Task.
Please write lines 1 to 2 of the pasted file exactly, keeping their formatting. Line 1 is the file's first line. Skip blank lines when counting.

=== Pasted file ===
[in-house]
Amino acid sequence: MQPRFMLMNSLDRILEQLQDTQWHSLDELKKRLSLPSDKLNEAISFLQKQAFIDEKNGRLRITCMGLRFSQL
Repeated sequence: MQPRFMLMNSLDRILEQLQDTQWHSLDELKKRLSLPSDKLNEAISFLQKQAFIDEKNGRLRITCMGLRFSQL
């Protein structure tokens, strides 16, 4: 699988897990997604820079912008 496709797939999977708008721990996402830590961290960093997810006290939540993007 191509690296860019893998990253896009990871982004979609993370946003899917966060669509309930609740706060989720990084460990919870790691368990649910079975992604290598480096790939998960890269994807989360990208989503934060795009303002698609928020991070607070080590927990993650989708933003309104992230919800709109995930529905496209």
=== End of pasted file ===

[in-house]
Amino acid sequence: MQPRFMLMNSLDRILEQLQDTQWHSLDELKKRLSLPSDKLNEAISFLQKQAFIDEKNGRLRITCMGLRFSQL